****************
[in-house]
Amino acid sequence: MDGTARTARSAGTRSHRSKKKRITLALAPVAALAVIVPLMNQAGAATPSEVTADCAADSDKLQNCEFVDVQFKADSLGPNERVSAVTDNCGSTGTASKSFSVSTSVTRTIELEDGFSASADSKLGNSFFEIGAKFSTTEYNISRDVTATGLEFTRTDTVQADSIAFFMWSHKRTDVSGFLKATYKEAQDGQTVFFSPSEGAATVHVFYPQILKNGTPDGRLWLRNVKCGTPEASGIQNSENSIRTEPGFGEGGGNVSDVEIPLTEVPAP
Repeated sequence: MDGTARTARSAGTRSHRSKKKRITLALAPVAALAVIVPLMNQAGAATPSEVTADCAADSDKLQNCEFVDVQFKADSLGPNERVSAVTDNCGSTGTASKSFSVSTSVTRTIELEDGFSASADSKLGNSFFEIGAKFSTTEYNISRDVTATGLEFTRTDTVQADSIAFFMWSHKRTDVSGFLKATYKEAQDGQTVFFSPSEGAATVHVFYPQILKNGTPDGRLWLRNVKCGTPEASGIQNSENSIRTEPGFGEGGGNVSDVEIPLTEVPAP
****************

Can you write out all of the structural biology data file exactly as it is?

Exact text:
[in-house]
Amino acid sequence: MDGTARTARSAGTRSHRSKKKRITLALAPVAALAVIVPLMNQAGAATPSEVTADCAADSDKLQNCEFVDVQFKADSLGPNERVSAVTDNCGSTGTASKSFSVSTSVTRTIELEDGFSASADSKLGNSFFEIGAKFSTTEYNISRDVTATGLEFTRTDTVQADSIAFFMWSHKRTDVSGFLKATYKEAQDGQTVFFSPSEGAATVHVFYPQILKNGTPDGRLWLRNVKCGTPEASGIQNSENSIRTEPGFGEGGGNVSDVEIPLTEVPAP
Repeated sequence: MDGTARTARSAGTRSHRSKKKRITLALAPVAALAVIVPLMNQAGAATPSEVTADCAADSDKLQNCEFVDVQFKADSLGPNERVSAVTDNCGSTGTASKSFSVSTSVTRTIELEDGFSASADSKLGNSFFEIGAKFSTTEYNISRDVTATGLEFTRTDTVQADSIAFFMWSHKRTDVSGFLKATYKEAQDGQTVFFSPSEGAATVHVFYPQILKNGTPDGRLWLRNVKCGTPEASGIQNSENSIRTEPGFGEGGGNVSDVEIPLTEVPAP